GREET DE CAUSMAECKER, Belgian Committee in Support for Western Sahara, said that the daily life of Saharawi refugees continued to be very difficult, in particular the food situation, which remained precarious. The World Food Programme, due to budget problems and a lack of supplementary products, had to buy the cheapest foodstuffs, which often led to an undiversified diet. After 30 years, the refugees were worn out by the difficult physical and psychological conditions. If they returned to a subsistence situation, all their development indicators would plummet. Since the international community was not working hard enough to implement a just solution through international law and to overcome Morocco’s intransigence, it had an even greater responsibility to protect and assist the Saharawi refugees.
JULIEN DEDENIS, Association des Amis de la République Arabe Sahraoui Démocratique, said 165,000 Saharawis were living as refugees in difficult conditions while Morocco was trying to legitimize a situation imposed by force and illegitimately exploiting their natural resources. The Baker Plan adopted by the Security Council was considered the optimum political solution, but it had been rejected by Morocco. The United Nations Mission for the Referendum in Western Sahara (MINURSO) had carried out important work, but its work had not come to a conclusion.
The human drama should not be obscured, he said, adding that the refugees depended totally on each other for food and water. Their natural surroundings were among the most difficult in the world, but they had built four towns in the middle of the desert. They had also set up an educational system, a health system and a system for agricultural production. The United Nations must continue its efforts for the referendum in Western Sahara.
CHARLES SCHEINER, Netherlands Foundation for Self-Determination in Western Sahara, said that, not only did Morocco deny the Saharawi people the right to self-determination, but also exploited their natural resources, including phosphates and fishing rights, for its own benefit while the rightful owners did not profit in any way. Morocco was also searching for oil in the Western Sahara’s territorial waters. Two Dutch companies, the Pelagic Freezer-trawler Association and FugroNV, were accomplices in to the illegal occupation. Any involvement of Moroccan and foreign companies in the exploitation of the territory’s natural resources must be condemned and further exploitation prevented.
He said that Moroccan policy of “economic annexation” of Western Sahara constituted a clear violation of the Saharawi right to self-determination. In doing so, the occupier not only rejected, but also mortgaged the latest Peace Plan unanimously adopted by the Security Council. The representative of the Saharawi people, the POLISARIO Front, should be consulted on any present or future exploitation of the natural wealth of Western Sahara. It was imperative that the United Nations take urgent action to ensure that a fair and free referendum could be carried out. In the meantime, it had the legal and moral obligation to take the necessary measures to protect Western Sahara’s natural resources.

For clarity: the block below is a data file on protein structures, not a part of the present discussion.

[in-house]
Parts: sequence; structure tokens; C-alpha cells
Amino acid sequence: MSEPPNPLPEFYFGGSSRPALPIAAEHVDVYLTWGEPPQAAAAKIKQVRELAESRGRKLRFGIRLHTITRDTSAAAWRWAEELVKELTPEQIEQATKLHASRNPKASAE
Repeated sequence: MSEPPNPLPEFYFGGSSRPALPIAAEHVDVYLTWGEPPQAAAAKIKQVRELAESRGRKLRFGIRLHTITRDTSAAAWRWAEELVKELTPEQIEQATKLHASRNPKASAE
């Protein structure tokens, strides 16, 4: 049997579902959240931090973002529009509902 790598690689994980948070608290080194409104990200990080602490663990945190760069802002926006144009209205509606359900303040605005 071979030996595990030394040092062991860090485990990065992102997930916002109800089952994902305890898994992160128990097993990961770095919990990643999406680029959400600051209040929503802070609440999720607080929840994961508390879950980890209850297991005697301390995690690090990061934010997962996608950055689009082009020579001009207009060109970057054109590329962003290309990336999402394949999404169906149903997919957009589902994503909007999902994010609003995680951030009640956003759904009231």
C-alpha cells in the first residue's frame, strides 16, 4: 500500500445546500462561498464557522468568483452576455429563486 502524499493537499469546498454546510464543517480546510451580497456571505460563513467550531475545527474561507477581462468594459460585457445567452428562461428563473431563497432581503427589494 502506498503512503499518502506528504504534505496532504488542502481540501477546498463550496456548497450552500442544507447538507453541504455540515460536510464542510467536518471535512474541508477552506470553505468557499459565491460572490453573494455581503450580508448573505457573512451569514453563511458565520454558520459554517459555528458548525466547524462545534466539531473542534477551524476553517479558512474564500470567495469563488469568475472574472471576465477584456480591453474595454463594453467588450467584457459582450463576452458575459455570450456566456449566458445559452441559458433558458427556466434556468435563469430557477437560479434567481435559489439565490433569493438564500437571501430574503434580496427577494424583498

TARIK BELKHODJA, Charge des relations internacionales, Comite Mediterrane, reported on the difficult living conditions in the Saharawi refugee camps in Algeria, which he had visited in April 2004. The Saharawi people had shown their ability to take their destiny into their own hands, but doubt and anger were spreading throughout the camps because of the aborted programme to reunite families and their decreasing hope for the future. The prospect of a second generation living in the camps was too much of a burden.
A peaceful solution must, therefore, be found quickly, through the holding of the self-determination referendum, he said, welcoming South Africa’s recent official recognition of the Saharawi Arab Democratic Republic. If there was no progress soon toward self-determination, however, many activists worried that the situation could turn violent. It was, therefore, imperative that the agreements of 1991 be implemented.
DAVID LIPPIAT, president and CEO of We International, stressed the humanity and resourcefulness of the Saharawi people, who had developed democratic governance on their own. They should be recognized as a people who deserved their freedom. Indeed, many around the world had recognized the Saharawi Arab Democratic Republic, including, most recently, South Africa.
The Saharawi people had waited patiently for over 30 years for their freedom, even as Morocco tightened its grip and committed human rights abuses, while backing away from its agreements he said. It was clear that Morocco was determined to hold on to a land that was not theirs. A solution needed to be imposed by the United Nations and the international community to reverse Morocco’s illegal invasion and its illegal actions as occupier. In order to impose a solution, the United Nations must move from Chapter VI to Chapter VII of the Charter.